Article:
As for the enclosure itself, a hole has to be drilled in one side for the enclosure for the input jack, then two holes on the opposite side for the switch and charging jack. If you want to add a clip to the back (optional) drill that hole now as well. Two holes, each 1/4" in diameter, should be drilled on the narrow end of the enclosure near the speaker, as well as two other holes opposite eachother on the sides adjacent to the previously mentioned side. These act purely as ports for the speaker. As for the speaker itself, it was placed face down on the top of the enclosre, and a knife used to score a circle around the edge. A 1 inch spade bit was used to drill out the middle of this circle, then a dremel with a sanding drum used to enlarge the hole so the speaker would fit comfortably. Unfortunately, the speaker does not have any mounting hardware, so it has to be glued in place.
Once the circuit is built, it has to be placed in the enclosure. The battery goes at one end, with the two jacks next to the battery opposite eachother, and the switch and amplifier circuit mounted underneath the speaker. See the pictures of the layout.
Since the speaker has a relatively shallow mounting depth, there is even enough room for two small heatsinks to be placed on top of the amplifier chips. The heatsinks are just cut up pieces of a regular heatsink filed down to fit. They were then glued to the amplifying chips using a homemade "thermal glue" of JB Weld mixed with aluminum shavings. I know its not ideal, but its better than not having any heatsinking at all.
(Note: Ignore the grill cloth shown on the amp. That is covered in the next step)
Step 4: Finishing Touches: Amp
These additions are purely optional. I chose to add a clip from an old tape measure to the back of the amp to allow the amp to be clipped to the strap on the guitar. Also, for a more professional appearance, the front of the amp is covered in grill cloth from an old pair of speaker grills. to prevent the speaker cone pusing out and touching the cloth, whit tubing about 1/4" in external diameter was glued around the speaker, then the grill cloth streched around it. Hot glue was then used to adhere the edges of the cloth to the backside of the enclodure cover. At the corners where the cloth was folded over on itself, the tip of a hot soldering iron was used to poke hole in the backside for the screws. On the front, no holes were made, since the screws could puncture the fabric on their own.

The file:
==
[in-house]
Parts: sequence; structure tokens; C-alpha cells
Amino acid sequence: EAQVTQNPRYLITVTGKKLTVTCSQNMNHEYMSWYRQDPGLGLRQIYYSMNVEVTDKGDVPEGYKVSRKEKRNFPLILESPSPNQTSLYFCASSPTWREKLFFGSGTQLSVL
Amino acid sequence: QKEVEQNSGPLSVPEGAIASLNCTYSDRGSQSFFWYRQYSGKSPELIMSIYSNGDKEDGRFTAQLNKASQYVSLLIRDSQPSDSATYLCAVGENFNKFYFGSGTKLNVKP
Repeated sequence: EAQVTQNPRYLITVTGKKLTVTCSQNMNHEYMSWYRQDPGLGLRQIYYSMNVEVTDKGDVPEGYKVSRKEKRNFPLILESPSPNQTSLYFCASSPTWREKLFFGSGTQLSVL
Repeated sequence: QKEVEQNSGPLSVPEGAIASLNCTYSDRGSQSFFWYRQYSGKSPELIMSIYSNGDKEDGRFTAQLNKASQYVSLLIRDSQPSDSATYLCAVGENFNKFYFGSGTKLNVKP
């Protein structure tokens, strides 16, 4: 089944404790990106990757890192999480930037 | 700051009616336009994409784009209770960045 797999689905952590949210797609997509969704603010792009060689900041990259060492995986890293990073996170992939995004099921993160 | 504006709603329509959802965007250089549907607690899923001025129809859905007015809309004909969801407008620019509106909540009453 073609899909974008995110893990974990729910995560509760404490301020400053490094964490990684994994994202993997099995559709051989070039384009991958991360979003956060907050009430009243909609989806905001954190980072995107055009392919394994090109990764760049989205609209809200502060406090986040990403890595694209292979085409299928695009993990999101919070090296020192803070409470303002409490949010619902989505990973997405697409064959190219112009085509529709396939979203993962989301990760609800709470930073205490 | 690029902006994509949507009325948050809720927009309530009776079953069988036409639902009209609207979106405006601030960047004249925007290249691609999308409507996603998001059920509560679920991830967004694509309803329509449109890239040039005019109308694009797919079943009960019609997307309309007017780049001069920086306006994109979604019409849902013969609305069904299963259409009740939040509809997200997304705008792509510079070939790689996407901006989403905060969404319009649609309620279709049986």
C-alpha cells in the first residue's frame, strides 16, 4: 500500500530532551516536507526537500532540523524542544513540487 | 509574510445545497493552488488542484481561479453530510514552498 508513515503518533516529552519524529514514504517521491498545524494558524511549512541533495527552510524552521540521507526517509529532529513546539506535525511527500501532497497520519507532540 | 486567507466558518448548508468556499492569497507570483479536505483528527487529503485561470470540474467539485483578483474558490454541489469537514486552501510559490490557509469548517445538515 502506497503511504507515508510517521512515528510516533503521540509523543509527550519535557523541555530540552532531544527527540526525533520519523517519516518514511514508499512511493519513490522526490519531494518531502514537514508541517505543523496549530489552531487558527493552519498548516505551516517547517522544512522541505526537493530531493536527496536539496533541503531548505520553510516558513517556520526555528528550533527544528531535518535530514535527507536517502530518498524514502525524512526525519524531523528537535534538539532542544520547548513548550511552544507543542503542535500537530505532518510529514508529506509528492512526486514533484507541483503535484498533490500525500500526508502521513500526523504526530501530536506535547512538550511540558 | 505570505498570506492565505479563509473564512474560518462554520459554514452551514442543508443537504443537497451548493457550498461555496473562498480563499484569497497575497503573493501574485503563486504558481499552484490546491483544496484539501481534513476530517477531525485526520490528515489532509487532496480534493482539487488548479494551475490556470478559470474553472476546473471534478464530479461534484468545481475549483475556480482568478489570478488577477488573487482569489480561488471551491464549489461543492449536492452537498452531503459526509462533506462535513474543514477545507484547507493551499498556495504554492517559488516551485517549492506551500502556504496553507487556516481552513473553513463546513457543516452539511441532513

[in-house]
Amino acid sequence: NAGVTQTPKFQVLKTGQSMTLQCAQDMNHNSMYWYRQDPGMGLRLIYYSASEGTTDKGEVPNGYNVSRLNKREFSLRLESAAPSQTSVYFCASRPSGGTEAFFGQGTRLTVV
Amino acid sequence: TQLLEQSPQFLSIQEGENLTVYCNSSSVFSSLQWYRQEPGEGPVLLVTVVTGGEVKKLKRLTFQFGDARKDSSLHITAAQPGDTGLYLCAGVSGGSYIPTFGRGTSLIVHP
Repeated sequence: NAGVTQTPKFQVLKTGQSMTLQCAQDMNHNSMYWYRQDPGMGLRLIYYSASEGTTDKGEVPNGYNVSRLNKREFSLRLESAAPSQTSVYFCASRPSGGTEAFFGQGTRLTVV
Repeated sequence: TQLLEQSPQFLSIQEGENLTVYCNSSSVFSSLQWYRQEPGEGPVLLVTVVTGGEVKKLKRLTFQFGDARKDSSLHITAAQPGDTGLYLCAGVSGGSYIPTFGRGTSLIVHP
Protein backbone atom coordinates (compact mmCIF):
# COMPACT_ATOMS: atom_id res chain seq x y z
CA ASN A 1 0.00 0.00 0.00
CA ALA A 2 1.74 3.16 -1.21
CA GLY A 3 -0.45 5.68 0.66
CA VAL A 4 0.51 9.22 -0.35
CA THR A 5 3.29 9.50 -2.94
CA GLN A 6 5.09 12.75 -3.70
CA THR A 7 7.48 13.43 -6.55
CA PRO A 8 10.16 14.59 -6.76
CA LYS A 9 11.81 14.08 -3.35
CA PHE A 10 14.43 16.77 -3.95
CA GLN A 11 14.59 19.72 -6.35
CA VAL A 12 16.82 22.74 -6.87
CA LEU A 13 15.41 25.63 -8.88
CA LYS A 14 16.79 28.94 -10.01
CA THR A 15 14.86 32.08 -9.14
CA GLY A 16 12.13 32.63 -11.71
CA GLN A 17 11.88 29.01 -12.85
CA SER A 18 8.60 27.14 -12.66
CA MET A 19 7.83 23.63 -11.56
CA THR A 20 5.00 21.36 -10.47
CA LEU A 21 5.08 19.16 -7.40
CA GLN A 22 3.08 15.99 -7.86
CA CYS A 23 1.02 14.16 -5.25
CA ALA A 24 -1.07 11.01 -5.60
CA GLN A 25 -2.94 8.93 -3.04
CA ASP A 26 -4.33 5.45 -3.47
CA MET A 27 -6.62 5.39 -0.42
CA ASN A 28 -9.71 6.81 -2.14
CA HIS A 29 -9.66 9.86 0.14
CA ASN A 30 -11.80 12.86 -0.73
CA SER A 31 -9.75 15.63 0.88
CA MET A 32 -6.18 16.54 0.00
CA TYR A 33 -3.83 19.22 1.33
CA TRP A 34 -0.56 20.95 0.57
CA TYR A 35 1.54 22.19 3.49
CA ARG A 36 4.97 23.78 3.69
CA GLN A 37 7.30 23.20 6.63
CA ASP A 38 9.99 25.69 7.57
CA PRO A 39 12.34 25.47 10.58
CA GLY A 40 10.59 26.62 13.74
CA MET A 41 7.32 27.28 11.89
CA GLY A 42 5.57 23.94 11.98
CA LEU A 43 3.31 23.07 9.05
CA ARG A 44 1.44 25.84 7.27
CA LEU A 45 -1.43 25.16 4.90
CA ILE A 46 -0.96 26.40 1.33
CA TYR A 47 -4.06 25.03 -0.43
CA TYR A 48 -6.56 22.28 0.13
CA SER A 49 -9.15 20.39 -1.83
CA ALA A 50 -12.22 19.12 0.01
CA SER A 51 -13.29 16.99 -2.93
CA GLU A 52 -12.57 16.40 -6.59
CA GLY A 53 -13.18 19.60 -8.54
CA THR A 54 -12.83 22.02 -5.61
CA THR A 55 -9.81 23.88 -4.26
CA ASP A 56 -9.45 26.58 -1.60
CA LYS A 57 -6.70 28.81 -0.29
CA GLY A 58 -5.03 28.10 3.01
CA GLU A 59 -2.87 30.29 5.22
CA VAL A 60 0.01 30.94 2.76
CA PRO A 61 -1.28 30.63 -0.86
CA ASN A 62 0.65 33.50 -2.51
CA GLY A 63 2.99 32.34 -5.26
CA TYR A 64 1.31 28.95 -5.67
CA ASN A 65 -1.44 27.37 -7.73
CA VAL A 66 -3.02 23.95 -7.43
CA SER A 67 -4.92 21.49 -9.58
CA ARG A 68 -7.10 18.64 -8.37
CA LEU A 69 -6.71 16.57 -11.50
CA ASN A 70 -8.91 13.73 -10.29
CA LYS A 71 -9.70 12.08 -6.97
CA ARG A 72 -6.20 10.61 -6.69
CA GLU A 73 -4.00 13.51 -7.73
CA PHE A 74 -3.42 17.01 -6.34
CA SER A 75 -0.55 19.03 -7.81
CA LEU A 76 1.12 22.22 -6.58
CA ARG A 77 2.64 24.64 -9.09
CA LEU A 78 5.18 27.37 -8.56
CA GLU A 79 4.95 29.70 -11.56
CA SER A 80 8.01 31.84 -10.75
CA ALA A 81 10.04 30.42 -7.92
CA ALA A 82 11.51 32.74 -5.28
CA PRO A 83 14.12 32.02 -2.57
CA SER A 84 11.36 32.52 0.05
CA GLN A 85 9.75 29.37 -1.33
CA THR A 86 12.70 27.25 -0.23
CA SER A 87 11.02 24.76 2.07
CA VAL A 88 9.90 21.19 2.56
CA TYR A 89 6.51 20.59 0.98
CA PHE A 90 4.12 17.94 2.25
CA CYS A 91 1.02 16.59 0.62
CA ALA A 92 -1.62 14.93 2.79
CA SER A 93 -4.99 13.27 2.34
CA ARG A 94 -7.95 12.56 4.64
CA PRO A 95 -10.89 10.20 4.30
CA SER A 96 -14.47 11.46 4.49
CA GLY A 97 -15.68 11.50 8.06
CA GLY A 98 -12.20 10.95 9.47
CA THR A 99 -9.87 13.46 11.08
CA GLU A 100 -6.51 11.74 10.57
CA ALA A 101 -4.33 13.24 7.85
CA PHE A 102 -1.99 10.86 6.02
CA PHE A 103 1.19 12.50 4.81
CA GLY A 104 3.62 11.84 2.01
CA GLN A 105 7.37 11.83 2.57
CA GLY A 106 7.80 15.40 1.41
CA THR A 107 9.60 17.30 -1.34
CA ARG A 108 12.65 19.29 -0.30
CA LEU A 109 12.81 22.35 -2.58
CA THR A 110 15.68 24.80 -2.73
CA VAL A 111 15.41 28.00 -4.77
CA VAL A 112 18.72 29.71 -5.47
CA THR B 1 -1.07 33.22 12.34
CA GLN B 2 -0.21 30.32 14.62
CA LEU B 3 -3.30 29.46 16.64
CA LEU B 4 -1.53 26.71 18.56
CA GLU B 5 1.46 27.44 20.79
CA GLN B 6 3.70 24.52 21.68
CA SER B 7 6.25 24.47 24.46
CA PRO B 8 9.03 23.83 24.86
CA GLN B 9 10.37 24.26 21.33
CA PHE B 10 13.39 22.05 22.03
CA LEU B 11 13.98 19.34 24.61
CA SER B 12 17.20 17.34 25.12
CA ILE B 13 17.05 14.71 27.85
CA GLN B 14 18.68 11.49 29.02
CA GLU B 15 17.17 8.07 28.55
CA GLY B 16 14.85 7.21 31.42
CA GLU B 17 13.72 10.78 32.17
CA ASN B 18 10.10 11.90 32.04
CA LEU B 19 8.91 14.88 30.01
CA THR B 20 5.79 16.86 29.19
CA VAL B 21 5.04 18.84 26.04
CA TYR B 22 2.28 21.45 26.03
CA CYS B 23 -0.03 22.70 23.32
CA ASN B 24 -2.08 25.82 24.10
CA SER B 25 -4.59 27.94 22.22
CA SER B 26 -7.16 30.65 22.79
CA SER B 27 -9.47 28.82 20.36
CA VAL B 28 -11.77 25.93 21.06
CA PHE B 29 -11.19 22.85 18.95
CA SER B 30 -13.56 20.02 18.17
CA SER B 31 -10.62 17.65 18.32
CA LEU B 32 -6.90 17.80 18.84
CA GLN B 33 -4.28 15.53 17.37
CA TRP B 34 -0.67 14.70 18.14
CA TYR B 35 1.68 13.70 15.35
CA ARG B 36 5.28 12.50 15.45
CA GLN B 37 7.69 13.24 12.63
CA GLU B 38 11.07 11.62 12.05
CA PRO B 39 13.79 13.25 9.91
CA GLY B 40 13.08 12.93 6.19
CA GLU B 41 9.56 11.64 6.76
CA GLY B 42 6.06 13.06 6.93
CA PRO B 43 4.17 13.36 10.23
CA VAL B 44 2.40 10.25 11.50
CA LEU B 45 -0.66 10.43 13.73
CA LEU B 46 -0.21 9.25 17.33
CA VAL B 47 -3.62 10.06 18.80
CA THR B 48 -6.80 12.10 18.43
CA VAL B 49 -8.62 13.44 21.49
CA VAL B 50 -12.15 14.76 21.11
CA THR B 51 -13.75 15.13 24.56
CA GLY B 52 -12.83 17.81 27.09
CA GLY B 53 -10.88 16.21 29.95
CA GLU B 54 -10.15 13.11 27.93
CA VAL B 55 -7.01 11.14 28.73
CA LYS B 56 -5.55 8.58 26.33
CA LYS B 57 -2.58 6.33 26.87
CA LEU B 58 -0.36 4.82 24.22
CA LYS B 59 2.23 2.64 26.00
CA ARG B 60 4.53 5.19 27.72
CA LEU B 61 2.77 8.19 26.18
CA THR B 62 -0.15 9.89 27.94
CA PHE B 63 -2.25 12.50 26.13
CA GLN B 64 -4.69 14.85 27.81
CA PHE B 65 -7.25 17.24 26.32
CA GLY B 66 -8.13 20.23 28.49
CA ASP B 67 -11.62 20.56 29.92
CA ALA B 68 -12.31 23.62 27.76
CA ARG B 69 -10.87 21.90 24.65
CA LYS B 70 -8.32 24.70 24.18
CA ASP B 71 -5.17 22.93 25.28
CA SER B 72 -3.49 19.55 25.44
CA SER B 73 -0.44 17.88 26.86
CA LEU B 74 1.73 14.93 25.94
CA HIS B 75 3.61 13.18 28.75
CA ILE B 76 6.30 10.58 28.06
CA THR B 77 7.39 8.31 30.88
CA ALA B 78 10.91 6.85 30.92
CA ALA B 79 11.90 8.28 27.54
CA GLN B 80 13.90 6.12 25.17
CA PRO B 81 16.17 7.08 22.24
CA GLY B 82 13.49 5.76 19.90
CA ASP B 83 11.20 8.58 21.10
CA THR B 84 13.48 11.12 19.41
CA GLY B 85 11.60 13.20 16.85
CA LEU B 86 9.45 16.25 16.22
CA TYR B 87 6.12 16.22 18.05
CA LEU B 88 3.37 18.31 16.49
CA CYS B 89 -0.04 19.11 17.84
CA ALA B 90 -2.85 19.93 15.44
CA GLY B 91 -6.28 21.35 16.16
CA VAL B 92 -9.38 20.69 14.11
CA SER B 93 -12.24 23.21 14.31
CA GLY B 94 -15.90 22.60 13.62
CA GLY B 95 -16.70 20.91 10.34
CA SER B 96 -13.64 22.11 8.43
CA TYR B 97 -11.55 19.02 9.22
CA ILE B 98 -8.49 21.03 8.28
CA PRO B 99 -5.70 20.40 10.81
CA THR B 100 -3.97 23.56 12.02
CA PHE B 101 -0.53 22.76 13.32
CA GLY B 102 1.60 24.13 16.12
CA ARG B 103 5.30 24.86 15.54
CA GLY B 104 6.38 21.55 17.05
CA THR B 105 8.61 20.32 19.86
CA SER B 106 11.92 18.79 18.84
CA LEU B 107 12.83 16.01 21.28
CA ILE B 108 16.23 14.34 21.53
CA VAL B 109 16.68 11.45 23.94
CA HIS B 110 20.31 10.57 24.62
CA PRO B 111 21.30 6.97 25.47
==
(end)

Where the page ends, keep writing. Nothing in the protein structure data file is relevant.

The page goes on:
Custom decals were also made, and adhered to the back of the enclosure. To make these decals, the image was printed onto normal paper, but then the paper dipped in polyurathane, and the excess scraped off. The decals were then placed on the enclosre, and the polyurathane left to dry overnight. A red dot was added near the switch to signify the "on" position.
Step 5: Assemble the Charger
After following the schematic provided, hook the charger up to the battery in the amp (this might be easier to do with the battery removed) with an ammeter in series with the positive connection of the charger and positive connection of the battery, and the negative connection of the charger hooked directly onto the battery. With the chrarger plugged in, turn the trimpot until 30 ma is read on the ammeter. Do not go above 30 ma. This is the maximum safe charging current for a NiMh battery of this size. Also, make sure that the center contact of the plug is positive, with the external sleeve being negative.
An option you might want to follow is to mount the charger in an enclosure. Since the LM317 should be heatsinked, make sure the enclosure is large enough to accomidate it.
Step 6: Finished!
Do not turn the amp on without a guitar allready plugged in. A painful schreech will result.
Do not play the amp while charging. Charge with the amp switched off.
To fully charge from a completely dead battery will take 12 hours. Most likely, you won't play the amp until the battery is completely dead, so charging time should take about 8 hours. Do not overcharge the amp.
The volume is controlled by the volume pot on the guitar. Because the amp starts clipping above about half volume (entirely dependant on your guitar) the volume also controls the distortion poroduced by the amp. With the volume turned down enough for the sound to be clean, the "loudness" of the amp is not significantly lower. Again, this depends on the guitar.
Below is a video of a friend of mine, who is the guitarist of the superb band No Response (check them out on Bandcamp here) demonstrating the milli-AMP. It might be difficult to spot the amp at first, but its clipped to the guitar strap:
Now go live a life free of cords and 30 pound amps!
Participated in the